Role of Jewish Social Workers in Community Discussed at Convention
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Role of Jewish Social Workers in Community Discussed at Convention

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The contributions of Jewish social workers to the American community as well as to the Jewish community was stressed here today at the 60th anniversary meeting of the Conference of Jewish Communal Service which is being attended by more than 2,000 Jewish communal workers. Samuel A. Goldsmith, executive vice president of the Chicago Jewish Federation, was the principal speaker.

Rabbi Jacob J. Weinstein of Chicago, addressing the convention, proposed a “lend-lease” of American Jewish social service personnel to the State of Israel. “Communal service leaders here,” he said, “must be willing to share their techniques and know-how with the young new state. There must be increased willingness on the part of our agencies to lend-lease personnel to the orphanages, the old age homes, the youth centers, and the family service agencies in Israel.” Earlier, the delegates heard special greetings from the State of Israel. The message was delivered by Dr. I.S. Rosenberg, Deputy Minister in Israel’s Ministry of Social Welfare, and a member of the Israel Parliament.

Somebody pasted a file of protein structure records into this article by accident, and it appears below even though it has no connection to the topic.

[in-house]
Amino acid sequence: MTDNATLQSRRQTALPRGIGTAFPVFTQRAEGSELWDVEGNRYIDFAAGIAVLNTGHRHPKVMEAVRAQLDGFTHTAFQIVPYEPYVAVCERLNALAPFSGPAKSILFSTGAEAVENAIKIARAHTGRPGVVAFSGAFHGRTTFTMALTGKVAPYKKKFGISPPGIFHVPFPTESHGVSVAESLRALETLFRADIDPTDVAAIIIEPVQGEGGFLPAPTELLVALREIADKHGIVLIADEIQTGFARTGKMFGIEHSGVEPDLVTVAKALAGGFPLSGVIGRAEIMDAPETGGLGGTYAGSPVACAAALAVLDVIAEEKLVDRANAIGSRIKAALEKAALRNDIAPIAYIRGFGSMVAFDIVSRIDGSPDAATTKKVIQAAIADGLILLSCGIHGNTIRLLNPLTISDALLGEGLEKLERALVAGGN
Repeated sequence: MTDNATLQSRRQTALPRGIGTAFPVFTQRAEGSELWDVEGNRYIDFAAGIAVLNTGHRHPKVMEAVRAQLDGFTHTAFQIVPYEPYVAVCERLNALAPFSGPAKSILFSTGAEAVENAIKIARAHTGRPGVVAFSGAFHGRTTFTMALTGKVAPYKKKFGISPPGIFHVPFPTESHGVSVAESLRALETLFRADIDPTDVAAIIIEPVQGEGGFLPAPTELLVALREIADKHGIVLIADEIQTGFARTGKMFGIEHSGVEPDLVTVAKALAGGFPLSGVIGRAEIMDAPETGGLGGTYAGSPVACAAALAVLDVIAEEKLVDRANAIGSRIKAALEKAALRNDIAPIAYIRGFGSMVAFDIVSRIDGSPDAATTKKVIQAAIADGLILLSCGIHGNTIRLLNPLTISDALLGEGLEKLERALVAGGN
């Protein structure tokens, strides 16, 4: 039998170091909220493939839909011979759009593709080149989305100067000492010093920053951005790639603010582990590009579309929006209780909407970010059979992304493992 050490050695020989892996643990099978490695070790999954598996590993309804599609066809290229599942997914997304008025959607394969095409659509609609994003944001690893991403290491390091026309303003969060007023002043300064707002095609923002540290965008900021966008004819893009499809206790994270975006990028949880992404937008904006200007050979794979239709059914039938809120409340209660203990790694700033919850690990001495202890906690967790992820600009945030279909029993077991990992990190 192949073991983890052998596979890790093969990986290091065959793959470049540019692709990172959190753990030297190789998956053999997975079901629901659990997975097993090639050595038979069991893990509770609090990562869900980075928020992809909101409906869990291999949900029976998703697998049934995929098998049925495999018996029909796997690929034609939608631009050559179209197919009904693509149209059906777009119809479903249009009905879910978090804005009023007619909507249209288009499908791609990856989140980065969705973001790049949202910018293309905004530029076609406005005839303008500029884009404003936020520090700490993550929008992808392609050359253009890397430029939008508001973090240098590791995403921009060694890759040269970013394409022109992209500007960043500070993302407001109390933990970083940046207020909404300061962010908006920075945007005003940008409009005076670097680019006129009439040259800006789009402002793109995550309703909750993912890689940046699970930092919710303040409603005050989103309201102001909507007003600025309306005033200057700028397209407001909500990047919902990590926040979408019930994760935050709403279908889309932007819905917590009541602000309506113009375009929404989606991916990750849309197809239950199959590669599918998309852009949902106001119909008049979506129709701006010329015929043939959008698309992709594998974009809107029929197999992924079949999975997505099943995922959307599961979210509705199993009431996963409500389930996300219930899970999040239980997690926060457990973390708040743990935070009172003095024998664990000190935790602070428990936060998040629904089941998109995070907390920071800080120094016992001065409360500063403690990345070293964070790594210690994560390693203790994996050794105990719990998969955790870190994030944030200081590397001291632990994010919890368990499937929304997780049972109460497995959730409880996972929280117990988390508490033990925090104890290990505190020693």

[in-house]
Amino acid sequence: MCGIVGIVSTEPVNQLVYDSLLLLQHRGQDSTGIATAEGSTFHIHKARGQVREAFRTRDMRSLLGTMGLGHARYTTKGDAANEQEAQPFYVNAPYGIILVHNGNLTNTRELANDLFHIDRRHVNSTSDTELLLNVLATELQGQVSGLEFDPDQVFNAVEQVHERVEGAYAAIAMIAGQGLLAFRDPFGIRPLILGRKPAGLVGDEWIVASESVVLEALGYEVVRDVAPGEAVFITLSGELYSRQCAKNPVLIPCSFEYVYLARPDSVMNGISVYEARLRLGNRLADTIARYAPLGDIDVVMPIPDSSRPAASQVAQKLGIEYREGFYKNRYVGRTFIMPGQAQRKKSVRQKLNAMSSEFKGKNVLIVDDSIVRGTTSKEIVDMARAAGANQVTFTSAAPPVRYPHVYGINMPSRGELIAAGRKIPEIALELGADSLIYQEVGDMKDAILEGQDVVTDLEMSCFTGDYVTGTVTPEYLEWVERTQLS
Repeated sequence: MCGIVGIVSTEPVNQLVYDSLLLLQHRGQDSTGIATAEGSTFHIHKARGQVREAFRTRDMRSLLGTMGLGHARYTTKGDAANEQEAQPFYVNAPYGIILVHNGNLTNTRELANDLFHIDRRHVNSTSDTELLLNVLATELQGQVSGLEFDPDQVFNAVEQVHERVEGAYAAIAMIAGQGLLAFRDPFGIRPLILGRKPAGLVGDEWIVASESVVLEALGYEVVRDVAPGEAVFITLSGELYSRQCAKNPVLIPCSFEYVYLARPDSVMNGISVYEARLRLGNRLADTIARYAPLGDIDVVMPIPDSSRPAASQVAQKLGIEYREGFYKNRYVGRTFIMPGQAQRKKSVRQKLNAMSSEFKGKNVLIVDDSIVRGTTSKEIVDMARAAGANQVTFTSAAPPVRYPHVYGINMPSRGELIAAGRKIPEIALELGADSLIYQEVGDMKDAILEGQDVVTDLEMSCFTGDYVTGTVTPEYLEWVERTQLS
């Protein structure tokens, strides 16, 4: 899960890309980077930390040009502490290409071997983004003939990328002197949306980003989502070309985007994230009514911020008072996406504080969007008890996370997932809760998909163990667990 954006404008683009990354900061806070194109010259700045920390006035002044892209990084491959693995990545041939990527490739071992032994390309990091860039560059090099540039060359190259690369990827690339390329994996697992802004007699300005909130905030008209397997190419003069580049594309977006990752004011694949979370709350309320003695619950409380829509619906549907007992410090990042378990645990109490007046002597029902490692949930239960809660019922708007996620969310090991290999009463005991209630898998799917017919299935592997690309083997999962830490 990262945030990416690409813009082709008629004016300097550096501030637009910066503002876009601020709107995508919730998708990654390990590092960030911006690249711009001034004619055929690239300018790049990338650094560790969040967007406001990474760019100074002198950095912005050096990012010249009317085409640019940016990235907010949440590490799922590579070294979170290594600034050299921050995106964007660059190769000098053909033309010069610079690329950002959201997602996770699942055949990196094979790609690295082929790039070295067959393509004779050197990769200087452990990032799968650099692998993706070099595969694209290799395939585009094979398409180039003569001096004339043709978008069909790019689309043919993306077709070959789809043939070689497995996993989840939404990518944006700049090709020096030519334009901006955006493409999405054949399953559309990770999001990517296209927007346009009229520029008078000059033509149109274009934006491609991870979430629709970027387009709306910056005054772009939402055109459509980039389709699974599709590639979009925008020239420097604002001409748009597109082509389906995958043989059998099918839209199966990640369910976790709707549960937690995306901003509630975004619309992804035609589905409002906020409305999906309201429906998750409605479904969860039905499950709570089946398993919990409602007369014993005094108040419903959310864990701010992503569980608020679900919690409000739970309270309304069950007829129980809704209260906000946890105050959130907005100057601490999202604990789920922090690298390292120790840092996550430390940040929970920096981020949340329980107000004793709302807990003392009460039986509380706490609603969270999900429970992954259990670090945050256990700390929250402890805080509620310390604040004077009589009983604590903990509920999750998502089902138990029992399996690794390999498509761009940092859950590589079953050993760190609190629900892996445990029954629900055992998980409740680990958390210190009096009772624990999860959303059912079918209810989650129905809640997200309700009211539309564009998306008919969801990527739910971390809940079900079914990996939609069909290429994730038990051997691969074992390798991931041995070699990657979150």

Addressing the afternoon session, Louis Kraft, special consultant of the Joint Distribution Committee, reviewed the events which led to the virtual destruction of Jewish life in Europe by Nazism and war and lauded American social workers for their contributions to the rebuilding of European Jewish life, particularly in the countries of Western Europe. After the Joint Distribution Committee had provided urgently needed emergency relief to the surviving remnants of Europe’s Jews, he said, “the program quickly moved into giving guidance, leadership and the aid of specialists, for community organization, the establishment of social services and the training of social work personnel.

“I believe that in a very real sense this represents the distinctive contribution of American Jewish social work. Through this medium, American Jewish social work experience and know-how was placed at the service of Jewish communities in other lands.” He noted that as a result of these efforts, strong Jewish communities exist today in France, Belgium, Holland, Italy, Austria, and other countries of Europe. He listed the steps being taken by European Jewish communities to strengthen themselves through adequate fund-raising, sound social planning, and intensified community organization.

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